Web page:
• They don’t recognize all the subtle lies of the media, so they have to watch certain TV shows with parents first, discussing the content and seeing if it’s appropriate. Parents don’t just label shows “good” or “bad,” but teach them to think Biblically about their entertainment choices.

As our kids get older, we will incrementally be able to trust them with more and more decision-making. When my daughter was 13, we looked at all music lyrics together and talked about them before she could download them. When she was 15, I wouldn’t check the lyrics, I just asked her, “Did you Google the lyrics?” She would tell me she had, and we’d talk for a few minutes about the song (it helps that I’m researching this stuff for my job, so I can tell that she wasn’t just making stuff up). By 16, I gave her permission to download without asking, but then we’d discuss it. (It helps that we “homeshare” with the same iTunes account. So anything she downloads, I get.)

In short, as my kids grew older, I expanded their freedom. I did this recently with my 17-year-old (she’s nearing 17½), talking with her about why she wanted to go to the homecoming dance, and eventually letting her make the choice. I think she chose wisely.

This segue from high guidance to low guidance is filled with opportunities for conversations. The more conversations, the better. Watch TV together and talk about it. Download music together and discuss it. Have weekly breakfasts or coffee together and talk about real life.

Then… when your kid turns 17½ let them free to make their own decisions… 6 months early! Think about it:

  • This is only 6-months before they can do it anyway.
  • This way, if they fail, they do it in the safety of your shadow, and you are there to pick them up.

Does this mean I’m going to let me daughter have a boyfriend over to spend the night? Nope. I still have rules of the house (and luckily she wouldn’t do that anyway). Just like my 19-year-old son who’s living at home this year while attending college—he can do whatever he wants, but while choosing to live at home, he has certain guidelines like telling us when he’ll be home. We’ve also given him incentives, like if he gets a 3.5 GPA, we pay for his gas.

My daughter Alyssa will have this kind of freedom in a few months when she’s 17½. At that point, she finally gets to download what she wants (but we’ll still have conversations about music), she finally gets to watch whatever she wants (and she probably won’t watch much different), she finally gets to stay up as late as she wants (she’s usually tired and goes to bed early right now)… but she is the one making the decisions.

Are you getting your teenager ready for that day?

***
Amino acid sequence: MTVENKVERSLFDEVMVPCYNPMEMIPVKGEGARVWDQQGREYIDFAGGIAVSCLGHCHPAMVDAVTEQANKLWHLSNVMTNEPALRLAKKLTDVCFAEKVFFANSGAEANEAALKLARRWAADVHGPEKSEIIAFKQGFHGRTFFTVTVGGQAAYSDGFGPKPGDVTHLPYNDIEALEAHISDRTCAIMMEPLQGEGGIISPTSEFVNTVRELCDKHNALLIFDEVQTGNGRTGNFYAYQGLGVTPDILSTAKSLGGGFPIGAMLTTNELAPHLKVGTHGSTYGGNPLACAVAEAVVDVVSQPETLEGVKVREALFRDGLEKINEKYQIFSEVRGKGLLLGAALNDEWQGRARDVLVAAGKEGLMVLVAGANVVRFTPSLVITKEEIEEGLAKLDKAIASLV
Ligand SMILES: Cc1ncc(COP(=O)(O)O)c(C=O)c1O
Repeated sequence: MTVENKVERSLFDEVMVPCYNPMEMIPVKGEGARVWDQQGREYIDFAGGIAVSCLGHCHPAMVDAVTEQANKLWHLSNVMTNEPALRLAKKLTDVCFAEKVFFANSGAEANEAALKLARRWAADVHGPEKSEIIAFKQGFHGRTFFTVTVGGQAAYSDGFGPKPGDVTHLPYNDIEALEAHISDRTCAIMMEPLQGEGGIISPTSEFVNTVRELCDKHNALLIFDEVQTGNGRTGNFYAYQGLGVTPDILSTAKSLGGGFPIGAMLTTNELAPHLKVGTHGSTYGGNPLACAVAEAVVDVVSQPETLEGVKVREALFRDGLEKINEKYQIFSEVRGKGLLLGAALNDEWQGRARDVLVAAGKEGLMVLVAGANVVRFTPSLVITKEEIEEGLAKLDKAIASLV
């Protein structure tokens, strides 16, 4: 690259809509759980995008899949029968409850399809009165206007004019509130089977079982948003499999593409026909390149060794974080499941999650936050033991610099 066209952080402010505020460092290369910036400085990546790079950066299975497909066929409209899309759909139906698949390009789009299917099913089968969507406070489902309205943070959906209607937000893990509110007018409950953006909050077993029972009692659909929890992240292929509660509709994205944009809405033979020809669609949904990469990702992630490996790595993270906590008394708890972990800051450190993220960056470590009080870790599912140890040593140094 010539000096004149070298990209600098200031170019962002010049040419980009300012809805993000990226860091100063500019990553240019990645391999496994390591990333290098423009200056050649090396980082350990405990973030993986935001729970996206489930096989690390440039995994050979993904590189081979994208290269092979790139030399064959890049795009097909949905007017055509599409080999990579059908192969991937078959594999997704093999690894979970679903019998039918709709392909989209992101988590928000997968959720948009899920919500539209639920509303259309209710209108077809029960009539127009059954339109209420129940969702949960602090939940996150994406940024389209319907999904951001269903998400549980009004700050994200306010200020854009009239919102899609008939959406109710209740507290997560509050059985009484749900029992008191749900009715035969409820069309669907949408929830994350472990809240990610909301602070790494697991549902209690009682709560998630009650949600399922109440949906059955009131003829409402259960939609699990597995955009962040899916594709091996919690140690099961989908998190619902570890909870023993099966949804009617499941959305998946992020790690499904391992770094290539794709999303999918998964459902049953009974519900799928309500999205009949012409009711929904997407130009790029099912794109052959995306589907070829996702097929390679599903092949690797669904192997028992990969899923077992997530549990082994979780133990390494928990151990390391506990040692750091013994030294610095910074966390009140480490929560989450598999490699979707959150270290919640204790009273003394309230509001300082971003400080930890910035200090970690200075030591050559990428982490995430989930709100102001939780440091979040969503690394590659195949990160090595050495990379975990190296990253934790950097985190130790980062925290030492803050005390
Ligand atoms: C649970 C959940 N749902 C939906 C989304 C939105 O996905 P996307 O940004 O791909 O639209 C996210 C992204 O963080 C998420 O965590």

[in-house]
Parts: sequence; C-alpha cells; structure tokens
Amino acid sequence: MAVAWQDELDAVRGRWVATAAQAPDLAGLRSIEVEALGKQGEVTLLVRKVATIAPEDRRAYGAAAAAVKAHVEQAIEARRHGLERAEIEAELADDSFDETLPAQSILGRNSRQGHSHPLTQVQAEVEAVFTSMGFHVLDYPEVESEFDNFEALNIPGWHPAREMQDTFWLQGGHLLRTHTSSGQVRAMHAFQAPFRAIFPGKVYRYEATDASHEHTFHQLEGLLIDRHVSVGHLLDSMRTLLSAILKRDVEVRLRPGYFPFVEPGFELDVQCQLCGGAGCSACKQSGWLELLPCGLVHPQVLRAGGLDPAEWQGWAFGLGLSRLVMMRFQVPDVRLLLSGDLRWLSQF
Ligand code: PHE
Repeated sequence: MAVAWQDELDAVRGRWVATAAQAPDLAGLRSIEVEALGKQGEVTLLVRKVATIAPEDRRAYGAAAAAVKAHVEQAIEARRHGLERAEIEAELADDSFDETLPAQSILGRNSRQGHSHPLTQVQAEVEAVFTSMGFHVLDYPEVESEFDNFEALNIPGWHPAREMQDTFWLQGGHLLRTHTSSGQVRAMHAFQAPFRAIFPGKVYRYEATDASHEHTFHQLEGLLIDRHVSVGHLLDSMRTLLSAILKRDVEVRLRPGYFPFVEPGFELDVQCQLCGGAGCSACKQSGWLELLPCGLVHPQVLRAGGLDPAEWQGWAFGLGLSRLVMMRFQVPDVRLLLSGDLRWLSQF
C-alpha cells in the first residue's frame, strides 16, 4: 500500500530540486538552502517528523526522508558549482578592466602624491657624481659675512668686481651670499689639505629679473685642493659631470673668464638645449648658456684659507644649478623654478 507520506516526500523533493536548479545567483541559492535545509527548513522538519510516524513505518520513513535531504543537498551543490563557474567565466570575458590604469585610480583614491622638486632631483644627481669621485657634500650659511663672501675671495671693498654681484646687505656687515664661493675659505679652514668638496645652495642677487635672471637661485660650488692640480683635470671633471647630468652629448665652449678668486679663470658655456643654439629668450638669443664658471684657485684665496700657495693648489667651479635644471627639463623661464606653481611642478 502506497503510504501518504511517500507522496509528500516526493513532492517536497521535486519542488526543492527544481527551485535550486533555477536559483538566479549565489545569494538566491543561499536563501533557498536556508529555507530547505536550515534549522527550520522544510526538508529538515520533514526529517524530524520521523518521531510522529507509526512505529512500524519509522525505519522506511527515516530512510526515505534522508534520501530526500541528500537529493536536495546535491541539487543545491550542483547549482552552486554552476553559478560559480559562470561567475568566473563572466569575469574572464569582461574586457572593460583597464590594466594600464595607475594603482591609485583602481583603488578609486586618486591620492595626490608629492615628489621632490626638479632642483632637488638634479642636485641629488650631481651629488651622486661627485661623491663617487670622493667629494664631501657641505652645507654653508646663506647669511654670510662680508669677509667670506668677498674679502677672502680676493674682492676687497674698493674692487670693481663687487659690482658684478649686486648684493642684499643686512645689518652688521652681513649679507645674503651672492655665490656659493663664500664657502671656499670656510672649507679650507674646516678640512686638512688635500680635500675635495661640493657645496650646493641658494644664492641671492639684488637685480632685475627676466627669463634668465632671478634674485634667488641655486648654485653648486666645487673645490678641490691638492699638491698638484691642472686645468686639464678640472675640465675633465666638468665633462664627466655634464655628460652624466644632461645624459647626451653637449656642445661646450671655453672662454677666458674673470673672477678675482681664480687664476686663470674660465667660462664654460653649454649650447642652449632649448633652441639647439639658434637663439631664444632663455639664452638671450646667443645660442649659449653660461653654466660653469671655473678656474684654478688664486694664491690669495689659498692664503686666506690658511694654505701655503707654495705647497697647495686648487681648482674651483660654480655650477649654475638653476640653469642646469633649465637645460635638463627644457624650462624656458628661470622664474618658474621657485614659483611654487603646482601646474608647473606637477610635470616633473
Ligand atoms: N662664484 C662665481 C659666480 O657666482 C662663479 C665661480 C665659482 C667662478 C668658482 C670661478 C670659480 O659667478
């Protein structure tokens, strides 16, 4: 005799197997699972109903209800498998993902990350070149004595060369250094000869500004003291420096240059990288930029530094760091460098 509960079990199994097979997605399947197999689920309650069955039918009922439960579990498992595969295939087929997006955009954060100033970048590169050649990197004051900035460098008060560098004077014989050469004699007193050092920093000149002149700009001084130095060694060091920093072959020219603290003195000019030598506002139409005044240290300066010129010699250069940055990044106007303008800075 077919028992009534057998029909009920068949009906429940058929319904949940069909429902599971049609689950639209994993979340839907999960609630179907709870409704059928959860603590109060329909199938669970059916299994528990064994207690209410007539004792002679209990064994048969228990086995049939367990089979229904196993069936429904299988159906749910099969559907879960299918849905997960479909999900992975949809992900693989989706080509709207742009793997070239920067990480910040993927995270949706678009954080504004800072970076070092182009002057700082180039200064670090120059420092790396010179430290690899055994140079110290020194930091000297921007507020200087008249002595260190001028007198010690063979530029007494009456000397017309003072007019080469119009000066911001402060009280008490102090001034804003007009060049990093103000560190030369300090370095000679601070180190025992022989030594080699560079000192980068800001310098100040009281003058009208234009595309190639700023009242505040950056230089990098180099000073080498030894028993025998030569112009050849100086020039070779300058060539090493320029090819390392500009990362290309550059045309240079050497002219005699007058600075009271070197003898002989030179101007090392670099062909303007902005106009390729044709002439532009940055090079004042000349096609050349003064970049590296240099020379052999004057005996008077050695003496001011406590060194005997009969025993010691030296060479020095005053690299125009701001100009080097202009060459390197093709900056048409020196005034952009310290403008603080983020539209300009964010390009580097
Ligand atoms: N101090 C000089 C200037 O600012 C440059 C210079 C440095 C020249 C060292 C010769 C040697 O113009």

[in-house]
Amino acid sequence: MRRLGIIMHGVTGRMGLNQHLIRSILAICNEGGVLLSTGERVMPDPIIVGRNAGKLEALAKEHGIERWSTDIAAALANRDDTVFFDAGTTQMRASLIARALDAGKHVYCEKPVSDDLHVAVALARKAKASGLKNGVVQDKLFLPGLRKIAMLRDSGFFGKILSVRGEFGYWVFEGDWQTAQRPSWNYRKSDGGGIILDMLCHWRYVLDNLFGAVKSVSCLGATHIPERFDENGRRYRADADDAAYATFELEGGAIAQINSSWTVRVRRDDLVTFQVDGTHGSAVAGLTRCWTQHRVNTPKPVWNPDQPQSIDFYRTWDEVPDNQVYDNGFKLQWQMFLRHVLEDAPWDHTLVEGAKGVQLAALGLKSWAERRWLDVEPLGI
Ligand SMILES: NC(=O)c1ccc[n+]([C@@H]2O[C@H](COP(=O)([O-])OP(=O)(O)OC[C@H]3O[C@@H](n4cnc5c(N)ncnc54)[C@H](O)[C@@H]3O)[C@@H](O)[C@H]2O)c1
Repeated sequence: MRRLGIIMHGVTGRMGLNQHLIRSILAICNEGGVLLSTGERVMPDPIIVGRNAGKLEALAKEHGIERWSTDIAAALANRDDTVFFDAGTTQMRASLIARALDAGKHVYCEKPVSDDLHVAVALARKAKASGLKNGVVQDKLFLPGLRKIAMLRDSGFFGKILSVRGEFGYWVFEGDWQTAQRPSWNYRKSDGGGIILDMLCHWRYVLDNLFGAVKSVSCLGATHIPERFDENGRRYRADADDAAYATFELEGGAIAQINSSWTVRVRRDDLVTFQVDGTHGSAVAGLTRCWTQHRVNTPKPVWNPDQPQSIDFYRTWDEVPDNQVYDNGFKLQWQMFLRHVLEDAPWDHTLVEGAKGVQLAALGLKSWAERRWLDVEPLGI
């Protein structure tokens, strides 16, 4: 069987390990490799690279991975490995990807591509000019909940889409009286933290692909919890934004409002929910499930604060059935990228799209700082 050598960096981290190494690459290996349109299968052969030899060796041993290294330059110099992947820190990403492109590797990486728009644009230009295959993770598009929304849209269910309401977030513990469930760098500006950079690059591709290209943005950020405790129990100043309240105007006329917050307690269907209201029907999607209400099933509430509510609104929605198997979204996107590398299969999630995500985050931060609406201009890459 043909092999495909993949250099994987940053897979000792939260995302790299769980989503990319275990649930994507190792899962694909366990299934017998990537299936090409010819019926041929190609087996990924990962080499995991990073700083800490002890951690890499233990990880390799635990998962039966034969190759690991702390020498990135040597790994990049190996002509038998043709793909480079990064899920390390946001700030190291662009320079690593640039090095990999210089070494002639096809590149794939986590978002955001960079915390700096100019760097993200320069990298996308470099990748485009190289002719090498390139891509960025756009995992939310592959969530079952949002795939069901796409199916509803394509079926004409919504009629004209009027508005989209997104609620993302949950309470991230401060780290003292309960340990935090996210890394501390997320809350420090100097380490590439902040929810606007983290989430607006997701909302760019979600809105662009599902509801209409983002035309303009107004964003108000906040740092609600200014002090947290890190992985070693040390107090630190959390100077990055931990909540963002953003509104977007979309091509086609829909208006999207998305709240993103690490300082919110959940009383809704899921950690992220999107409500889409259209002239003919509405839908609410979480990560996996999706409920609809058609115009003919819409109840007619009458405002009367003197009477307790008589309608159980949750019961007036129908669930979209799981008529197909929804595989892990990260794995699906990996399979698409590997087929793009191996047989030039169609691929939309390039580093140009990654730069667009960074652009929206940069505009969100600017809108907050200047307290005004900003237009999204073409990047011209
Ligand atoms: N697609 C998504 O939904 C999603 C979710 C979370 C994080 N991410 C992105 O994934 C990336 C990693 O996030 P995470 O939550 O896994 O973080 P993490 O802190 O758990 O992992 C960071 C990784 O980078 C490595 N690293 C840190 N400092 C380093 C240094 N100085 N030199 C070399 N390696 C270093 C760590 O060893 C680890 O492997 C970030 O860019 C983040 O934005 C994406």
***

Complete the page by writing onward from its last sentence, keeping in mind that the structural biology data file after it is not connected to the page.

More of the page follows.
In my next post I talk about what guardrails I’ve actually set to help my kids prevent veering off course.

IF YOU LIKE THIS ARTICLE,
YOU’LL LOVE HIS PARENTING BOOK,
Candid Confessions of an Imperfect Parent

 

AND YOU’LL LOVE THESE OTHER ARTICLES FROM JONATHAN:

That was PG-13?

Parenting Gamers

The Right Kind of Porn

Deciding if Hunger Games is Appropriate

About Jonathan McKee

president of The Source for Youth Ministry, is the author of over a dozen books including the new Get Your Teenager Talking, The Guy's Guide to God, Girls and the Phone in Your Pocket, The Zombie Apocalypse Survival Guide for Teenager, and youth ministry books like Ministry By Teenagers, Connect: Real Relationships in a World of Isolation, and the 10-Minute Talks series. Jonathan speaks and trains at conferences, churches and events across North America, all while providing free resources for youth workers and parents on his websites, TheSource4YM.com and TheSource4Parents.com. You can follow Jonathan on his blog, getting a regular dose of youth culture and parenting help. Jonathan and his wife Lori, and their three teenagers Alec, Alyssa and Ashley live in California.
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7 Responses to No Rules by Age 17½

  1. Donny Wood says:

    Brother Jonathan, once again a great article and great approach to bringing kids up in this world. And once again, thanks for all the awesome resources you provide for us! And as always, your wit cracks me up.

  2. Casey says:

    Fantastic article Jonathan. With a soon-to-be 15 year old, and having a lot of these discussions, it is especially helpful. Thanks!

  3. Pingback: Should We Read Our Teenagers’ Texts

  4. Josh Cintron says:

    Awesome post! I have 8 month old twins
    and to think I can impose regulations and rules
    when they are at an age of reason is futile.
    You bring to light the importance of getting
    our kids to think independently. Personally,
    I believe adults have a hard time with this concept.

    Thanks!

  5. Libby says:

    What is your opinion of having teens do chores around the house? I’m 17, have my chores around the house and do them. My problem with my mom is that she nags me to do them constantly. What do you think about this source of conflict in our house?

    • I think chores are a great way to teach young people responsibility. Nagging isn’t a good way to communicate… instead, mom should sit down and outline expectations and clear consequences of what will happen if those expectations aren’t met. So you, a kid, need to ask yourself… do you want the nagging to continue, or a mom who actually follows through with consequences? :)